A further method for identifying or confirming that specific homologous sequences control the same function is by comparison of the transcript profile(s) obtained upon overexpression or knockout of two or more related transcription factors. Since transcript profiles are diagnostic for specific cellular states, one skilled in the art will appreciate that genes that have a highly similar transcript profile (for example, with greater than 50% regulated transcripts in common, more preferably with greater than 70% regulated transcripts in common, most preferably with greater than 90% regulated transcripts in common) will have highly similar functions. Fowler et al. (2002) Plant Cell 14: 1675-1679) have shown that three paralogous AP2 family genes (CBF1, CBF2 and CBF3), each of which is induced upon cold treatment, and each of which can condition improved freezing tolerance, have highly similar transcript profiles. Once a transcription factor has been shown to provide a specific function, its transcript profile becomes a diagnostic tool to determine whether putative paralogs or orthologs have the same function.

Furthermore, methods using manual alignment of sequences similar or homologous to one or more polynucleotide sequences or one or more polypeptides encoded by the polynucleotide sequences may be used to identify regions of similarity and AP2 binding domains. Such manual methods are well-known of those of skill in the art and can include, for example, comparisons of tertiary structure between a polypeptide sequence encoded by a polynucleotide that comprises a known function with a polypeptide sequence encoded by a polynucleotide sequence which has a function not yet determined. Such examples of tertiary structure may comprise predicted α-helices, β-sheets, amphipathic helices, leucine zipper motifs, zinc finger motifs, proline-rich regions, cysteine repeat motifs, and the like.

Orthologs and paralogs of presently disclosed transcription factors may be cloned using compositions provided by the present invention according to methods well known in the art. cDNAs can be cloned using mRNA from a plant cell or tissue that expresses one of the present transcription factors. Appropriate mRNA sources may be identified by interrogating Northern blots with probes designed from the present transcription factor sequences, after which a library is prepared from the mRNA obtained from a positive cell or tissue. Transcription factor-encoding cDNA is then isolated using, for example, PCR, using primers designed from a presently disclosed transcription factor gene sequence, or by probing with a partial or complete cDNA or with one or more sets of degenerate probes based on the disclosed sequences. The cDNA library may be used to transform plant cells. Expression of the cDNAs of interest is detected using, for example, methods disclosed herein such as microarrays, Northern blots, quantitative PCR, or any other technique for monitoring changes in expression. Genomic clones may be isolated using similar techniques to those.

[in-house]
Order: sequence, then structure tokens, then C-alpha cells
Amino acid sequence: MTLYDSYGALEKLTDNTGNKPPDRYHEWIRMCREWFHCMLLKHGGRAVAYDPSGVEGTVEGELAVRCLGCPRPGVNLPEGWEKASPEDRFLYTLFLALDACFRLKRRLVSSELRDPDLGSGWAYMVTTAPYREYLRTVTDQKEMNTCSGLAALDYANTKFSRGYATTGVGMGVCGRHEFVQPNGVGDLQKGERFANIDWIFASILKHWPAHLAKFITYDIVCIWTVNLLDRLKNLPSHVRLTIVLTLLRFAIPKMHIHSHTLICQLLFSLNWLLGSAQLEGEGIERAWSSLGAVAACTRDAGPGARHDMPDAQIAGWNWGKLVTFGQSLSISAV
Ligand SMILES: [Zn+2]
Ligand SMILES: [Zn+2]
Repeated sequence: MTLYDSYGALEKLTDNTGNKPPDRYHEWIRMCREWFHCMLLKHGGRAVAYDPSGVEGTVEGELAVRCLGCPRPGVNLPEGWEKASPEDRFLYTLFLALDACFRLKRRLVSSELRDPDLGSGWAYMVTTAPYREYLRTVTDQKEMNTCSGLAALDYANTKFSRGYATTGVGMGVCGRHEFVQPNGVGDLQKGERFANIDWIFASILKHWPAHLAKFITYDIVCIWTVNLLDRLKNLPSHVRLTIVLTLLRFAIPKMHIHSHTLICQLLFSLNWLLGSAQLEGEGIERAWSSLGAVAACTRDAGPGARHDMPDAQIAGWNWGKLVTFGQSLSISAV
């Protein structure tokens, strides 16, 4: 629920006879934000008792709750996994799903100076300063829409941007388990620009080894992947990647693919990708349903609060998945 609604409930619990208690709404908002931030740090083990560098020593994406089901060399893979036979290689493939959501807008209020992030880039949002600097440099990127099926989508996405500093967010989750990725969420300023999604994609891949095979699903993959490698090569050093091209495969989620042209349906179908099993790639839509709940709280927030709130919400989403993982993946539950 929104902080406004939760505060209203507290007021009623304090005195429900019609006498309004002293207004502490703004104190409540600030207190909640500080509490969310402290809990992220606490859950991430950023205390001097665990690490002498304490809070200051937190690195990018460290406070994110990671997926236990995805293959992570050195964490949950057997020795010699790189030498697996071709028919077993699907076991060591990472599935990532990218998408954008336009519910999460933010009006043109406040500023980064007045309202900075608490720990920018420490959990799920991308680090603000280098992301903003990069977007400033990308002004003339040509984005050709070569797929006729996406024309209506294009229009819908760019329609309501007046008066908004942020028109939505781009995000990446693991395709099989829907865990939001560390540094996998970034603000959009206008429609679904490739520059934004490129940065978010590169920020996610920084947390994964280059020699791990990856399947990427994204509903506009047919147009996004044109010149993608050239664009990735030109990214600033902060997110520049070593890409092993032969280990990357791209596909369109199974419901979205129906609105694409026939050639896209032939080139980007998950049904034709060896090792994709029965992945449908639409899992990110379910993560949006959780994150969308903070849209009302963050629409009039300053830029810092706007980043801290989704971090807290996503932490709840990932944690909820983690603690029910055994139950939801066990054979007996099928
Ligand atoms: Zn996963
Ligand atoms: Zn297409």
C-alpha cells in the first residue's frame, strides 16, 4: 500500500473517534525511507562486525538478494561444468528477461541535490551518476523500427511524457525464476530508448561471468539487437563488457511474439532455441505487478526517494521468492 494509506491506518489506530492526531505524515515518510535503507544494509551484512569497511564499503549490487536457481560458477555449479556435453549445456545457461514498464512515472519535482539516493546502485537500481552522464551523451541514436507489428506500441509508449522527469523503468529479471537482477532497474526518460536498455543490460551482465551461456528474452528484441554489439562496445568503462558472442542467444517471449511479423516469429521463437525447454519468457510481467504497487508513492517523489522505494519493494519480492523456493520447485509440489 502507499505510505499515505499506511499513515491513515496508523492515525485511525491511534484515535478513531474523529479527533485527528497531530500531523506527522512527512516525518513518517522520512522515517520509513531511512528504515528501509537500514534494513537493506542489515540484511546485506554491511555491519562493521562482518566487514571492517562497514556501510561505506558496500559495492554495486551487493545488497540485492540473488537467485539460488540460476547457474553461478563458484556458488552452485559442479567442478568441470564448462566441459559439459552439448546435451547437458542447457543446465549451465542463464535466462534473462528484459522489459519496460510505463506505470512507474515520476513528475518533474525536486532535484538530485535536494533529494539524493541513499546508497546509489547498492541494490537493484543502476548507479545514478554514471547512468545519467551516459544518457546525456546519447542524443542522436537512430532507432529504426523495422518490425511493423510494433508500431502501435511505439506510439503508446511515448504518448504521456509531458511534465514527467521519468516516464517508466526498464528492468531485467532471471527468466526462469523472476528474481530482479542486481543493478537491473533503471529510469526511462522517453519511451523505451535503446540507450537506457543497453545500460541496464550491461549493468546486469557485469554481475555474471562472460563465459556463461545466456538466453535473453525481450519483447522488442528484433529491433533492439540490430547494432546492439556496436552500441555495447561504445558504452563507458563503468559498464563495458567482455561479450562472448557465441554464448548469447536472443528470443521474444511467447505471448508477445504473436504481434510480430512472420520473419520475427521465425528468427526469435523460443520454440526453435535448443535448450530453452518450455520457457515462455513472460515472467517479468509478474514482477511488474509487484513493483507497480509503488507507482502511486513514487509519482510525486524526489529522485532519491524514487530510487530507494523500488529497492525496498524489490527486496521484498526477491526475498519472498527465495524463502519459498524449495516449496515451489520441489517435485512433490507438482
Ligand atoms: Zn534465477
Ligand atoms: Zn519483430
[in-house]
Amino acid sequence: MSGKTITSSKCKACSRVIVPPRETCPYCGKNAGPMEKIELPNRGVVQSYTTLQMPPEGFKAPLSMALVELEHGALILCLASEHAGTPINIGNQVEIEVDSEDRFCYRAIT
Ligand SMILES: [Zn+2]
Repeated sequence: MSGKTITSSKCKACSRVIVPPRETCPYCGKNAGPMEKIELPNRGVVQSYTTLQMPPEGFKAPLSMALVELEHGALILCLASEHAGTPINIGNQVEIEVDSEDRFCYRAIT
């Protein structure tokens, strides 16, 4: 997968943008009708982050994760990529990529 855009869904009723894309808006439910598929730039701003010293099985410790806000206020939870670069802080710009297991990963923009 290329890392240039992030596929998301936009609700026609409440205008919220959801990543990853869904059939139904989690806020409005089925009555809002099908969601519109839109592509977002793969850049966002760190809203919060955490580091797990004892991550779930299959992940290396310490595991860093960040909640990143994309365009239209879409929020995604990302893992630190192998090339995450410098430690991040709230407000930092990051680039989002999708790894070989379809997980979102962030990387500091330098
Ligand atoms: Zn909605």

Identifying Polynucleotides or Nucleic Acids by Hybridization

Polynucleotides homologous to the sequences illustrated in the Sequence Listing and tables can be identified, for example, by hybridization to each other under stringent or under highly stringent conditions. Single-stranded polynucleotides hybridize when they associate based on a variety of well characterized physical-chemical forces, such as hydrogen bonding, solvent exclusion, base stacking and the like. The stringency of a hybridization reflects the degree of sequence identity of the nucleic acids involved, such that the higher the stringency, the more similar are the two polynucleotide strands. Stringency is influenced by a variety of factors, including temperature, salt concentration and composition, organic and non-organic additives, solvents, etc. present in both the hybridization and wash solutions and incubations (and number thereof), as described in more detail in the references cited above.